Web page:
There has been a lot of instances of violence against students in schools of late. Period shaming, sexual abuse, physical abuse, corporal punishment and what not?
A 7-year-old boy was slapped 40 times in 3 minutes for not answering the attendance roll call attentively. A 13-year-old girl who had attained puberty two months ago was asked to lift her salwar and show her blood stains to everyone in the class comprising boys and girls. The girl was later reported to have committed suicide unable to contain the shame.
This trend is for sure something that has to be curbed to ensure that students have a safe environment to study in. In this context, here are ways to prevent student abuse in schools:
Be aware of the law
Right of Children to Free and Compulsory Education (RTE) Act, 2009, prohibits 'physical punishment' and 'mental harassment' under Section 17(1) and makes it a punishable offence under Section 17(2).
The guidelines issued by the National Commission for Protection of Child Rights (NCPCR) on eliminating corporal punishment in schools, elaborating the RTE's classification, defines corporal punishment not only as physical punishment but also mental harassment and discrimination.
Mandate Counsellors in schools
Most schools have student counsellors who could offer counselling and advise to students. But mandating one in every school will to an extent help students to bring out their problems frankly and get it solved by the expert.
This will prevent student suicides and enhance the quality of schools where abusive teachers go unnoticed and unreported. A government counsellor can also act as a supervisor who monitors the proper functioning of the school activities. He/she could be a student representative in dealing with child psychology. This will contribute a great deal in the all round development of children.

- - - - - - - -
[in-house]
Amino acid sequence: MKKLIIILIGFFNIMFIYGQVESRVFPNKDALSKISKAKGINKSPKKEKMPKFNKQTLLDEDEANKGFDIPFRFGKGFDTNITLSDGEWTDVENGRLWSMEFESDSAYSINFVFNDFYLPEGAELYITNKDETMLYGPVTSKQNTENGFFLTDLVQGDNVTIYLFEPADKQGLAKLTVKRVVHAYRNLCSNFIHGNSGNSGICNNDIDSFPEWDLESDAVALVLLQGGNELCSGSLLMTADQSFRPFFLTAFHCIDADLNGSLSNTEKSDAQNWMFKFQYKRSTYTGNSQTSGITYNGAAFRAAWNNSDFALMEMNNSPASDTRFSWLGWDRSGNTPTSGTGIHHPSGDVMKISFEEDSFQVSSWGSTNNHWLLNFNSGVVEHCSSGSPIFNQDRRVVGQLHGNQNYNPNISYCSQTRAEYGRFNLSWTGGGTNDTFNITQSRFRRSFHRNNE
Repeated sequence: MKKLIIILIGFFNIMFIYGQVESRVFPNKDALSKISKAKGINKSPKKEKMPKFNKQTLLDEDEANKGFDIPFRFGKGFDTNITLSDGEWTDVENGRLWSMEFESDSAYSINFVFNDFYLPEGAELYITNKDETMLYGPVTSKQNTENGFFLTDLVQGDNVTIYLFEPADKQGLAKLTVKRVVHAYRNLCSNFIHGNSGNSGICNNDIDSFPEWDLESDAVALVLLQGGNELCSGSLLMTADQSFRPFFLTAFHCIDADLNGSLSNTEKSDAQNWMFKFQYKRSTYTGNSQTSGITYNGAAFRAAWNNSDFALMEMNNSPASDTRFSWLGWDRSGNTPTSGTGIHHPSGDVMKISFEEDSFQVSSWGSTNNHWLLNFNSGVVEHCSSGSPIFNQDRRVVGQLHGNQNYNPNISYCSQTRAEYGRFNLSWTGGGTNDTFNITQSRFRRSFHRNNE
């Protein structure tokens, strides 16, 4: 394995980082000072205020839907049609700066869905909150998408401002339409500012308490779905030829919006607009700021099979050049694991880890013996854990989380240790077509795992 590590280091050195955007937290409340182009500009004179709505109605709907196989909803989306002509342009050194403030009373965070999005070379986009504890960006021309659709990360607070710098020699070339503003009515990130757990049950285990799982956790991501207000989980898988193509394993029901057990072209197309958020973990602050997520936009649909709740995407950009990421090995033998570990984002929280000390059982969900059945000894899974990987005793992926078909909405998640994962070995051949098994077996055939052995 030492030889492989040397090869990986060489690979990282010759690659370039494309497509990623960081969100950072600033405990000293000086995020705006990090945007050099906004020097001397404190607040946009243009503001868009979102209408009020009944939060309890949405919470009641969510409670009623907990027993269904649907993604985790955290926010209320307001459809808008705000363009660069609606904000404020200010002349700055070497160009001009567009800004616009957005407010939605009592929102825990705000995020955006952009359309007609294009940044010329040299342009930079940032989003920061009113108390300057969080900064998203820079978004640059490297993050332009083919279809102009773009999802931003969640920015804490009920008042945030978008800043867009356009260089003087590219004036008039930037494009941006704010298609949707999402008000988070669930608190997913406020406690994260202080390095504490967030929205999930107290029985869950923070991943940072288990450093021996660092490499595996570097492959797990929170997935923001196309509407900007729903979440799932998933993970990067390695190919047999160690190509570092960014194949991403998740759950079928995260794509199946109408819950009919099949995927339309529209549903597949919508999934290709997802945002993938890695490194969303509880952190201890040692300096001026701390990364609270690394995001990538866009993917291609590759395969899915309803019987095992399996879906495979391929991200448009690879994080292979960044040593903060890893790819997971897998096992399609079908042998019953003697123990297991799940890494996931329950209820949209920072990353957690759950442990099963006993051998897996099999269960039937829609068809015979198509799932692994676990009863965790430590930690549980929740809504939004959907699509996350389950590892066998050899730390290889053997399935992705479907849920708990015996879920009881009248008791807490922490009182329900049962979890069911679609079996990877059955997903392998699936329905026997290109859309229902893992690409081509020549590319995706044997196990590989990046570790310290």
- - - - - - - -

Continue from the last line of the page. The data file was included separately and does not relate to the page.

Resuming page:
Instill confidence to speak up
Children, in particular, are usually silenced in all matters. They are taught to not talk back, obey and follow implicitly whatever elders say. Although this helps in guiding them, many at times it turns out to be an adversity as it turns out to be a fear to speak when they are faced with problems.
Like how children are taught to say no to bad touches while counselling about sexual abuses, it is important that students are taught to say no and react when injustice is meted out to them.
A good guidance will never lead them astray. Training them to speak for themselves might cause you inconvenience as children would get into the habit of questioning. But that would inculcate the reasoning ability and groom them into better individuals who can choose between the right and wrong. So don't hesitate to put that extra effort to safeguard your child. Grooming starts from home.
Some schools justify the teacher's inhuman behaviour and threaten to dismiss the student when questioned. For such a situation, it is right that you raise a case against the school. No school would want to lose its reputation and would immediately budge. So don't be afraid to report. Your ward will be better off suspended for a year than be crippled physically and mentally by means of abuse!